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Policy space for development in the WTO and beyond: the case of intellectual property rights

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Global governance in intellectual property (IP) has changed dramatically in the last two decades, and these changes have profound – and worrying – implications for late development. What was once principally an instrument of national policy is now increasingly subject to international disciplines, as the world moves ever-closer to harmonization in the area of IP management. But moving toward harmonization and achieving harmonization are different matters, and it is essential to keep in mind that the former and not the latter describes contemporary arrangements: the trend is toward a reduction in policy space, a feature that many scholars and activists point to with great concern (Gallagher, 2005), but the outcome remains one where countries retain space for autonomous IP management. This paper examines the relationship between IP and development, presenting a framework for assessing IP regimes both cross-nationally and over time. It is then shown how the trend toward harmonization places new and significant restrictions on developing countries’ opportunities for policy innovation in IP management. The implications of harmonization for a range of issues are then considered, including late industrialization, promotion of public health, and protection of biodiversity.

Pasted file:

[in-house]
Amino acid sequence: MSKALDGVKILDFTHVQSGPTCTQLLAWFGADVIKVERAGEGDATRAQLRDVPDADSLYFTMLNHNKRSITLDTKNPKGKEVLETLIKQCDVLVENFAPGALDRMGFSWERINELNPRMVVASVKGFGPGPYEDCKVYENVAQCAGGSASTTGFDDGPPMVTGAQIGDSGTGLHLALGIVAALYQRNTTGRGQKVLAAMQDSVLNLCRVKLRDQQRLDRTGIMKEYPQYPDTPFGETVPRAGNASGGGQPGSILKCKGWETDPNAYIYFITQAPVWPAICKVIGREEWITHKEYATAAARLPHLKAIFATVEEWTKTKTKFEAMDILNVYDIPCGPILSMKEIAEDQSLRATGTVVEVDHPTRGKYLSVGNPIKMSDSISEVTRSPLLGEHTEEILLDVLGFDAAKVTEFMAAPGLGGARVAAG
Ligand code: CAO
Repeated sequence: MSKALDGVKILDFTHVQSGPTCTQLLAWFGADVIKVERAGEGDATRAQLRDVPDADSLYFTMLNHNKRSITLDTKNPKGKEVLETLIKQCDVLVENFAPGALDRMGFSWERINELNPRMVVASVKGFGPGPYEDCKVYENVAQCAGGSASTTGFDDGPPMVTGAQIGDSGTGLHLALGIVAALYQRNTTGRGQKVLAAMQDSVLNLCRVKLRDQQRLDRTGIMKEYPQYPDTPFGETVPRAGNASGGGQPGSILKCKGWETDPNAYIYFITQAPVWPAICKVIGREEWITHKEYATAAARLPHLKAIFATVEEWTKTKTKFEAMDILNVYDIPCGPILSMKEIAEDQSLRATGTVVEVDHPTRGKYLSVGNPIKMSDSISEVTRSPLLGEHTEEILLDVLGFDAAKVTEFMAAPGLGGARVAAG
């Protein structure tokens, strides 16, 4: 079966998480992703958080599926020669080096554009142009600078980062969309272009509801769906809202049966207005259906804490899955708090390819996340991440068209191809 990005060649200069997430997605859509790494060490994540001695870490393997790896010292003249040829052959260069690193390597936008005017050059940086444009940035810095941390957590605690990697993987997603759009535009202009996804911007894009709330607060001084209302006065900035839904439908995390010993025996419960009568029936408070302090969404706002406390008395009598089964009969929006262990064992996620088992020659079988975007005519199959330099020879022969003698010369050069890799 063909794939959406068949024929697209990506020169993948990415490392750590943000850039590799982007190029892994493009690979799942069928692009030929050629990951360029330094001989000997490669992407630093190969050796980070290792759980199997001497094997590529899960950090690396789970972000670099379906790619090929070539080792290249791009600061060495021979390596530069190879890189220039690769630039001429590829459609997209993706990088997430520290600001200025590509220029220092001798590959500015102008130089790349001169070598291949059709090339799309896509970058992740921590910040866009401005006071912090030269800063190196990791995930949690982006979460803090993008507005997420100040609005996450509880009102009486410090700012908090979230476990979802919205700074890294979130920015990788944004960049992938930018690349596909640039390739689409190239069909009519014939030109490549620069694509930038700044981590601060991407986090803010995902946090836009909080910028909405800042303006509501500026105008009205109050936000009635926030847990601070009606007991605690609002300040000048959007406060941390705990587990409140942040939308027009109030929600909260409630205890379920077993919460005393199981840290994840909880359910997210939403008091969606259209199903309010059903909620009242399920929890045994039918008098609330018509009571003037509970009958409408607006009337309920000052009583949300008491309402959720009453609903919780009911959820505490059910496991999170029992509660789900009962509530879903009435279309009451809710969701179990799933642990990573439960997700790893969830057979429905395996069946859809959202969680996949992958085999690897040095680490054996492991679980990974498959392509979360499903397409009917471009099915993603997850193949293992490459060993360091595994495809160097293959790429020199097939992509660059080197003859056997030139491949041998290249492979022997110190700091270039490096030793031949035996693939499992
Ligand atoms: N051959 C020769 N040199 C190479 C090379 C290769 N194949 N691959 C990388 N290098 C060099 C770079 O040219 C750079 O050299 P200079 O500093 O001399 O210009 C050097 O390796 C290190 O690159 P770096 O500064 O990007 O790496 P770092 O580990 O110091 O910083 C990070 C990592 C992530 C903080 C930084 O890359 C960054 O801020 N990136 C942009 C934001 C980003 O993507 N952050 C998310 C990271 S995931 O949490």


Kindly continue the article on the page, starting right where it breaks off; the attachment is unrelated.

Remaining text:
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en

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http://eprints.lse.ac.uk/27077/

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